Oil prices plunged more than 10% to multi-year lows on Friday as OPEC's allies rejected additional production cuts that the organization proposed Thursday.
U.S. West Texas Intermediate crude slid 10.07%, or $4.62, to settle at $41.28, its lowest level since Aug. 2016. It was WTI's worst day since Nov. 28, 2014. Earlier in the session WTI traded as low as $41.11 per barrel.
International benchmark Brent crude slid 9.4% to settle at $45.27 per barrel. Its session low was $45.18, which is a price not seen since June 2017.
The meeting between OPEC and its allies, known as OPEC+, concluded with no deal on additional production cuts. The cartel and its allies agreed to meet again to monitor the situation. The current production cuts will be in place until the end of March as planned, but it's uncertain if they will extend beyond this month.
Russian Energy Minister Alexander Novak told reporters leaving the meetings in Vienna on Friday that it meant that members could now pump what they liked starting April 1.
"We have made this decision because no consensus has been found of how all the 24 countries should simultaneously react to the current situation. So as from April 1, we are starting to work without minding the quotas or reductions which were in place earlier but this does not mean that each country would not monitor and analyse market developments," he said.
On Thursday, OPEC recommended additional production cuts of 1.5 million barrels per day from the beginning of next month until the end of the year.
The proposal was conditional on support from non-OPEC producers, including Russia. OPEC cautioned that the deal could only be applied on a pro-rata basis with core members set to cut 1 million barrels per day and non-OPEC partners expected to cut 500,000 barrels per day.
Oil has tumbled into bear market territory as the coronavirus outbreak has led to softer demand, and many on the Street expected OPEC to step in in a bid to prop up prices.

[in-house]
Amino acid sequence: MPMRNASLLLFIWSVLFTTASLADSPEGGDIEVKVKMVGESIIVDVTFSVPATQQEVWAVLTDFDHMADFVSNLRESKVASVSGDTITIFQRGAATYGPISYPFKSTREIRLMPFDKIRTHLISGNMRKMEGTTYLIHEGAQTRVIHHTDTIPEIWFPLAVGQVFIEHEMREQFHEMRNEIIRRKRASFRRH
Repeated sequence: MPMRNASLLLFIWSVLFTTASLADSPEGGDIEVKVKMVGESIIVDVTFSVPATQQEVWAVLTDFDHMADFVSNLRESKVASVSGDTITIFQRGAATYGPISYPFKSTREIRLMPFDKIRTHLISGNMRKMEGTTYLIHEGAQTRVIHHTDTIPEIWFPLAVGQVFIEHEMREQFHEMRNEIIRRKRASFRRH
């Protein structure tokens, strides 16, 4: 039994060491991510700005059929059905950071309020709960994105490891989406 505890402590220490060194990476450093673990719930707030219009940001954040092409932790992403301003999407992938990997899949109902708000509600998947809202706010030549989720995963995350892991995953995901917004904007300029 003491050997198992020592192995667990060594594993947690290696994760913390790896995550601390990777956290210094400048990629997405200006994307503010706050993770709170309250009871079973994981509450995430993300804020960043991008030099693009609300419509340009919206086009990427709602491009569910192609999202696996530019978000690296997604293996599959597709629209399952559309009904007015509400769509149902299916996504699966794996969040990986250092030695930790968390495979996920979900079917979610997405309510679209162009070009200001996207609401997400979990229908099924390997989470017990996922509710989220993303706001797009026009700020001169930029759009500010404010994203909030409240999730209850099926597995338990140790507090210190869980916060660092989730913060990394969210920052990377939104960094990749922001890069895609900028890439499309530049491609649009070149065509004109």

"The OPEC+ confab is devolving into the worst case scenario for the group. Last night, the best case scenario for the group was touted: a cut of 1.5 million bpd through year-end. That scheme hinged on Russian participation, however, which is not forthcoming," Again Capital's John Kilduff said.
Kilduff believes that without the additional cut of at least 1 million barrels per day WTI prices could head into the upper $30s.
The XLE, which tracks the energy sector, slid more than 4% on Friday, and is down 21% in the last month. The XOP, another oil and gas ETF, fell more than 7% to hit its lowest level on record, going back to its inception in 2006.
Virtu Financial founder Vincent Viola said he believes oil will test the $35 level again, which not adjusting for inflation is more like $28 to $32. This, in turn, will pressure many American producers.
"The exploration and production patch is going to go through a dislocation and you're going to see a lot of bankruptcies and replacement and quite frankly restructuring of the domestic oil market," he said Friday on CNBC's "Halftime Report."
The last time OPEC+ reduced supply on such a scale was in 2008 when it took 4.2 million barrels per day off the market to support oil prices in the wake of the financial crisis.
The oil producers first committed to curtailing their collective production policy back in 2016 in an effort to bolster prices, with the deal coming into force in January 2017.
In December 2019, it was extended and the alliance agreed to curb oil output by approximately 1.7 million barrels per day. Saudi Arabia then opted to cut its own production voluntarily by an additional 400,000 b/d for three months, should fellow members stick to their commitments. This brings the overall cut to 2.1 million barrels per day.
- CNBC's Michael Bloom contributed reporting.